} else {
this._insert(node.right, value);
}
}
collect() {
return this._collect(this.root, []);
}
_collect(node, result) {
if (node === null) {
return result;
}
result.push(node.data);
this._collect(node.left, result);
this._collect(node.right, result);
return result;
}
}
let tree = new Tree();
tree.insert(43);
tree.insert(13);
tree.insert(23);
tree.insert(29);
tree.insert(115);
tree.insert(52);
tree.insert(102);
tree.insert(2);
console.log(tree.collect()); // [43, 13, 2, 23, 29, 115, 52, 102]
```

Trees are an amazing data structure to work with and has its applications practically in many fields. See more problems on trees here.

#
**Hash Maps**

The hash map data structure stores data in the form of a key-value pair like a table. Each value is associated with a unique key value such that it makes it easier to access any value in the hash table. The hash table data structure is the most sought after data structure as it has a constant time complexity to access, insert or delete an element in an average case scenario. Let's have a look at a simple implementation of the hash map:

```
class HashMap {
constructor() {
this.buckets = new Array(10);
}
hash(str) {
// return the sum of all letters in the string by their alphabetical index value
str = str.toLowerCase();
const ALPHABET = "abcdefghijklmnopqrstuvwxyz";
let sum = 0;
for (let i = 0; i < str.length; i++) {
sum += ALPHABET.indexOf(str.charAt(i));
}
return sum;
}
hashCode(key) {
// this is a hash function that returns the modulus of the string sum by the bucket length
let val = this.hash(key) % this.buckets.length;
return val;
}
put(key, value) {
// place the value in the hash map
let index = this.hashCode(key);
this.buckets[index] = value;
}
get(key) {
// get value of a key from hash map
let index = this.hashCode(key);
return this.buckets[index];
}
remove(key) {
// remove the value of a key from hash map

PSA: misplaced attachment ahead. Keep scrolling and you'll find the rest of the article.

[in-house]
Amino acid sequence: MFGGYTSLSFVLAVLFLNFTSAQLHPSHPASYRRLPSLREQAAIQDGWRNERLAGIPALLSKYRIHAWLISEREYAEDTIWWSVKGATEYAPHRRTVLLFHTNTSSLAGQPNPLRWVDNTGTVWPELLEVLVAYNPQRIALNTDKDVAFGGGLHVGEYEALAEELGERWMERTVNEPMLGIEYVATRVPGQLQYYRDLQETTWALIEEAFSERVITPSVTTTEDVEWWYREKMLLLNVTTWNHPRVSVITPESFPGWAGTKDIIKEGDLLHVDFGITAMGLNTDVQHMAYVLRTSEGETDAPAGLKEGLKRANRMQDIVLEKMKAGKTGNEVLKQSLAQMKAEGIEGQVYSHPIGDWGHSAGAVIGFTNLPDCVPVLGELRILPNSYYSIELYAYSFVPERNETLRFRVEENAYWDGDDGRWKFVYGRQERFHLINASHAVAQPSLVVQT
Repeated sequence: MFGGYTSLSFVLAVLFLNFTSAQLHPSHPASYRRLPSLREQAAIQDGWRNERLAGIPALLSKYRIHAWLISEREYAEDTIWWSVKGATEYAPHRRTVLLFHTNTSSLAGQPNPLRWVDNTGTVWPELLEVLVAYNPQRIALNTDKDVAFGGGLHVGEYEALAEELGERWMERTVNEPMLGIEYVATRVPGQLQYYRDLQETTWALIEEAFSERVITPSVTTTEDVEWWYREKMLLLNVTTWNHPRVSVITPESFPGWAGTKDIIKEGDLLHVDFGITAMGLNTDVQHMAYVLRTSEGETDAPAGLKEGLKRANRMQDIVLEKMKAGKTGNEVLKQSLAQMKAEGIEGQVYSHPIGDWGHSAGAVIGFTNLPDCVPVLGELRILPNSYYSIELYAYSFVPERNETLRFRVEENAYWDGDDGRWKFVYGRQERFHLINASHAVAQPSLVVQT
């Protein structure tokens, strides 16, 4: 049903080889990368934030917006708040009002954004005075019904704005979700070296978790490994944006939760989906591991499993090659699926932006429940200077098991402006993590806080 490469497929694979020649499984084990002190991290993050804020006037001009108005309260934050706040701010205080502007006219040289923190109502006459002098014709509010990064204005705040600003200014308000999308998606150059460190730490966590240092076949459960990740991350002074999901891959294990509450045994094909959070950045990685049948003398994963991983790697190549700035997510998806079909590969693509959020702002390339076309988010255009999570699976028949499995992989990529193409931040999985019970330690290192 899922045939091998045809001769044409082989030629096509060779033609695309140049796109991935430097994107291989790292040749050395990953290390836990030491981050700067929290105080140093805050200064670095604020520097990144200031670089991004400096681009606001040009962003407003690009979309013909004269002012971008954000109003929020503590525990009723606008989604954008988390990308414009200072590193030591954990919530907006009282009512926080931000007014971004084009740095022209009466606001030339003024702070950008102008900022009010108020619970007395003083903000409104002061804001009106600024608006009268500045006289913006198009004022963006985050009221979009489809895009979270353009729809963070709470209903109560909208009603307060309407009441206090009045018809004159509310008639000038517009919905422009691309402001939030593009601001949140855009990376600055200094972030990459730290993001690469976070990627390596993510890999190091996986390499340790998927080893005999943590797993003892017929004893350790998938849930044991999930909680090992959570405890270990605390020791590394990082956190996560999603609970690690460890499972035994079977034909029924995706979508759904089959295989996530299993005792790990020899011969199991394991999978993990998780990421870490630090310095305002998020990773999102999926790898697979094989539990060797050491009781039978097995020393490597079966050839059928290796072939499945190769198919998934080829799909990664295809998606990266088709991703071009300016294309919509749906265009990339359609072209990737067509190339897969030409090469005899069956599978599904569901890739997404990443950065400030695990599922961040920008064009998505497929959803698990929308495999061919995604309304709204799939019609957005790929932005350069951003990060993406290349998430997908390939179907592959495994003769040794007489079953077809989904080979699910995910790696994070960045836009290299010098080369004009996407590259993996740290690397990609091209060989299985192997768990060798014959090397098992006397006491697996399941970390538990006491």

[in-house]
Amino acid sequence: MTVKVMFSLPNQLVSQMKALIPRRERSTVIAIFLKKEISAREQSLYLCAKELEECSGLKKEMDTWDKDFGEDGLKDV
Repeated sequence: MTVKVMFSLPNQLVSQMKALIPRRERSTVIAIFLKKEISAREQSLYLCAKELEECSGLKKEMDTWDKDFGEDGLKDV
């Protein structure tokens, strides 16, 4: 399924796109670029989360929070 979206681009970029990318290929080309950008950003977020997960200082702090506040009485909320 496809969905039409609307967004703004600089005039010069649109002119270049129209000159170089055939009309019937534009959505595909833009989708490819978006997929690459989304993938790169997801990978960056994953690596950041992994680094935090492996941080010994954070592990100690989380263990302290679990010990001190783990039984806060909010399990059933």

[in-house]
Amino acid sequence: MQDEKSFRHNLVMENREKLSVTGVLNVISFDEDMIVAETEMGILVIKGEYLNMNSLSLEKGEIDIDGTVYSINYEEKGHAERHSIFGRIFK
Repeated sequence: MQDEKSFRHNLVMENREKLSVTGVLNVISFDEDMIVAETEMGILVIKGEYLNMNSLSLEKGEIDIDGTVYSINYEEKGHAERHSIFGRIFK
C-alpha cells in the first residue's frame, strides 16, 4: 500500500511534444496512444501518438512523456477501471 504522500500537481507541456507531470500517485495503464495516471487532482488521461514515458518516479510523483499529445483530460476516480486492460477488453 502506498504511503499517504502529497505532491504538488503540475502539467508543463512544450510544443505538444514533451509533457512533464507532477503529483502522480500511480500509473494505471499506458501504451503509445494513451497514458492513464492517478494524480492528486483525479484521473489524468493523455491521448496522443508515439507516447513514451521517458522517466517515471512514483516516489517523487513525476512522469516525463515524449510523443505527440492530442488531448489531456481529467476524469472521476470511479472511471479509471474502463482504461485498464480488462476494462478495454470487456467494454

let index = this.hashCode(key);
this.buckets[index] = null;
}
}
let h = new HashMap();
h.put("Apples", 22);
h.put("Oranges", 11);
h.put("Pineapples", 16);
h.put("Grapes", 19);
console.log(h.get("Apples")); // 16
console.log(h.get("GRAPES")); // 19
console.log(h.get("Banana")); // undefined
```

The program takes a string and passes it into a hash function to generate a unique number for it to store it a unique index.

Sometimes the modulus gives the same number for two different strings which results in a collision. Such collisions can be solved in two ways:

- Linear Probing
- Linked Lists Check out the programs on solving such collisions using the above two methods here.

#
**Graphs**

The final and most important data structure are graphs. These data structures hold importance in a variety of applications from relationships on social networks to finding the closest route to a destination on maps. Below is a simple implementation of the graph data structure:

```
class Graph {
constructor() {
this.edges = {};
}
addNode(node) {
// Add a vertex to the graph
if (!this.edges[node]) {
this.edges[node] = [];
}
}
addBidirectionalEdge(n1, n2) {
// Add bidirectional edge between two nodes
this.addEdge(n1, n2);
this.addEdge(n2, n1);
}
addEdge(start, end) {
// Add an unidirectional edge between two nodes
this.edges[start].push(end);
}
getNeighbours(start) {
// Get the nodes connected to any node
return this.edges[start];
}
}
let g = new Graph();
g.addNode("A");
g.addNode("B");
g.addNode("C");
g.addNode("D");
g.addNode("E");
g.addBidirectionalEdge("A", "B");
g.addBidirectionalEdge("A", "C");
g.addBidirectionalEdge("B", "C");
g.addBidirectionalEdge("C", "D");
g.addBidirectionalEdge("D", "B");
g.addBidirectionalEdge("D", "E");
console.log(g.getNeighbours("B")); // [ 'A', 'C', 'D' ]
```

Checkout more problems on graphs here.

#
**Conclusion**

This has been a roller-coaster ride. Learning data structures can seem like a daunting task but it will all make sense when you get enough hold on them. Knowledge of data structures is a must before attending technical interviews. Javascript makes things easier to code these data structures by not accounting for any pointers, importing libraries, and other aspects that draw attention away from the main programming concept to be covered.

To get familiar with these concepts it will require a lot of practice and problem-solving. Head over to online coding platforms such as Hackerrank, HackerEarth, CodeChef, etc and keep practising.

I hope I have delivered javascript data structures concepts well. I also hope that you have a firm foundation now to kick things off with data structures problems.

*Thank You!*